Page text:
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  32. viclip

    viclip Registered User
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    Thank you rrwatch!

    Those Zeniths are impressive looking timepieces, esp. that in post #28, thanks again ...
     
  33. Kent

    Kent Registered User
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    You're probably thinking of that 1978 memo in Post #18 (reposted here).

    Regarding the Regina in Post #19 (also reposted here), its not the 21 jewels that would have gotten it accepted (17 jewels would have been enough when this watch was built - prior to 1912); its the fact that its marked to have been adjusted to 5 positions.

    Its acceptance would have had nothing to do with whether or not the brass were around. Peter was writing in the 1970s when CP Rail listed specific watches; rules in the early part of the 20th century usually allowed for watches of equal or higher grade then the listed examples of watches to be accepted. In 1922, the CPR didn't list watches, it listed features. This list, from Post #11, is posted again below.

    1978_Nov-20_CP_Rail_4_Watches_in_Use.jpg Regina_18S_21J_2392256.jpg 1922_Dec_15_CPR_Watch_Specs_Larry_Buchan.jpg
     
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  34. Kent

    Kent Registered User
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    Peter once told me that he was Zenith's Canadian representative in 1956 when he recommended that they produce a watch with features he listed that would be accepted into railroad service. That watch was the Extra RR 56; Another one is shown below.

    The surviving examples that Ed and I have listed in our data base show that the estimated first 400 - there could be 500 (4,679,301 - 4,679,700) have marginal minute dials and the second group of 500 (4,732,001 - 4,732,500) have the same dial without the marginal minute figures.

    Zenith_Extra_RR_56.jpg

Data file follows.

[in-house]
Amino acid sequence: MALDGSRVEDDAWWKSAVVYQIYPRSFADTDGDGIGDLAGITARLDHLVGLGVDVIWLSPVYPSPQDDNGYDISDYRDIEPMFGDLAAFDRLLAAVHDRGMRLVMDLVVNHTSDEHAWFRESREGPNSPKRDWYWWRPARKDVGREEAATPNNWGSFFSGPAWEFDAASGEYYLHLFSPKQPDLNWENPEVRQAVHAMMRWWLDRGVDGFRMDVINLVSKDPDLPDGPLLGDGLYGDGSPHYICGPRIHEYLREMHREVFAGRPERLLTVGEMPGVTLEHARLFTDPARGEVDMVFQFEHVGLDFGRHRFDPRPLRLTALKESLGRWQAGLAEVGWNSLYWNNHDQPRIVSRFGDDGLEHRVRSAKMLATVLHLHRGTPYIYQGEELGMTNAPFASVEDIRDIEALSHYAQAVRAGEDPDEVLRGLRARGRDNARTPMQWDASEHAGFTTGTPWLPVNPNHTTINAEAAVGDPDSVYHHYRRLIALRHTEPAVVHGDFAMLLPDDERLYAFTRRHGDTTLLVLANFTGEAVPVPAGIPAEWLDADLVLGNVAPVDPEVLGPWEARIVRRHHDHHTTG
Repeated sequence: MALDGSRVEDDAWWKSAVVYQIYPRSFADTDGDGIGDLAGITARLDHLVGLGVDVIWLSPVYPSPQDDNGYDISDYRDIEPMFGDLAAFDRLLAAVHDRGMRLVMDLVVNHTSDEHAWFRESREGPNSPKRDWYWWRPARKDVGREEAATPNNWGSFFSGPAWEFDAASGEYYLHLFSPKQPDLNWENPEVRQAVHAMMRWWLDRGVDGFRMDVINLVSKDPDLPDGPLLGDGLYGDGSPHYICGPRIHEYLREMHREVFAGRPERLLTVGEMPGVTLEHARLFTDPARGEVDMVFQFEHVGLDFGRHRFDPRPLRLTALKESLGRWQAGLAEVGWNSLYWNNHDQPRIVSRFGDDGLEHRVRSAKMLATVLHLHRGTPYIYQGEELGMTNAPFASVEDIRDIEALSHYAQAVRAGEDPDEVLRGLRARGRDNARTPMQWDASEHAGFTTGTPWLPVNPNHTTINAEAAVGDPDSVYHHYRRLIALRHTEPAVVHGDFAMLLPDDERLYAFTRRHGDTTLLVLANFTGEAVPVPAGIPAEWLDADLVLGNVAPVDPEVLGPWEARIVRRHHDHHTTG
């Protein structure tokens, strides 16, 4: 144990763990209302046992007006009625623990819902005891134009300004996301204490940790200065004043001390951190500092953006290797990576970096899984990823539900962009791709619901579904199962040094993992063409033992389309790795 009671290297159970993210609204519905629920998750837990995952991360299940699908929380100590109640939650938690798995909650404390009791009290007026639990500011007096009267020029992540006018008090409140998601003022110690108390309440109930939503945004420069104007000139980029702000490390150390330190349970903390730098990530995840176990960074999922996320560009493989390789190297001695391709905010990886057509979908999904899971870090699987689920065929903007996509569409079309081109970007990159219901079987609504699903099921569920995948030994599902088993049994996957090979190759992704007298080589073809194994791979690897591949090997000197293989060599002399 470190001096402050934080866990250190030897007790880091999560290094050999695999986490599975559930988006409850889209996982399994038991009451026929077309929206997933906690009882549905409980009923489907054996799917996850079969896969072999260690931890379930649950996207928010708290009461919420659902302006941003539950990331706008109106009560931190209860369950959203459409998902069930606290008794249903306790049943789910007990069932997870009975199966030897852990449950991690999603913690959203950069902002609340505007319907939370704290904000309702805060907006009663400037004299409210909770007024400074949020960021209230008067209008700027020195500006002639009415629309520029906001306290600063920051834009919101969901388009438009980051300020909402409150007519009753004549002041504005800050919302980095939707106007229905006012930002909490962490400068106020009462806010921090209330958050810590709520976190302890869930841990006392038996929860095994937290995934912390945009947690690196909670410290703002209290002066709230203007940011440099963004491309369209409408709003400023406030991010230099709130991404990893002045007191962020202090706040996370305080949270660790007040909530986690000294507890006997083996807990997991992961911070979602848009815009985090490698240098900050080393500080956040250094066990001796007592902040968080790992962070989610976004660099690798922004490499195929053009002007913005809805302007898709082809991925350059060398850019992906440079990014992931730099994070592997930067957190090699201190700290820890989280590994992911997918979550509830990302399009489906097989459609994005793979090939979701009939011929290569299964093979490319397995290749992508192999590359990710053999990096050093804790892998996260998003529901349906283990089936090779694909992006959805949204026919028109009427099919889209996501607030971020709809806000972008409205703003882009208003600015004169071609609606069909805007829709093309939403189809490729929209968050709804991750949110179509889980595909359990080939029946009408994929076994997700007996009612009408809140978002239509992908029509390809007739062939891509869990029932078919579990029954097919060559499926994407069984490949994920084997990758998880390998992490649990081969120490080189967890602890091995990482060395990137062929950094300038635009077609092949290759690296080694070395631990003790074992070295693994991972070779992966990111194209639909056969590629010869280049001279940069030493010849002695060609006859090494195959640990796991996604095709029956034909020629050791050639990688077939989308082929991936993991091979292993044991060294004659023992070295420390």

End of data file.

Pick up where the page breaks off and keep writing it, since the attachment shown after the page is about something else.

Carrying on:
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  35. viclip

    viclip Registered User
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    Hi Kent, thanks for your highly informative (as per usual) post.

    But now I am somewhat confused as to the earliest known listing of CPR-approved watches. That's because a certain Harold Clitheroe had published an article in 2000 which claimed that there was a CPR approved list of pocket watches dated 1899. Here's a link to his article, as well as a direct link to the 1899 table of approved CPR watches as per that article:

    Railroad Time

    Make

    So did the CPR list of features from 1922 speak to its internal timekeeping staff whose role was to vet watches for inclusion in an approved list from "head office" which would be circulated amongst the various local inspectors, or was that 1922 document speaking directly to various & sundry local time inspectors who had the discretion to accept watches meeting the 1922 criteria?

    The 1922 blurb does open with "The Standards adopted by this Company are grades of movements that have been approved and listed by the Chief Inspector of Time Services which are equal to or above ..." (my emphasis)

    Anyways I'd appreciate your comments esp. respecting the 1899 Clitheroe listing, continued thanks ...
     
  36. Kevin W.

    Kevin W. Registered User
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    I knew of one person that had a Zenith Extra and he sold his not long ago. Its a watch not seen that often.
     
  37. Kent

    Kent Registered User
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    Despite his good intentions of writing an informative article on railroad watches, Harold fell into the trap of (apparently) depending upon secondary sources of information, especially ones that aren't traceable back to primary sources (i.e. failure to cite specific primary sources or secondary sources that do). The result is that much misinformation is presented to be repeated by others.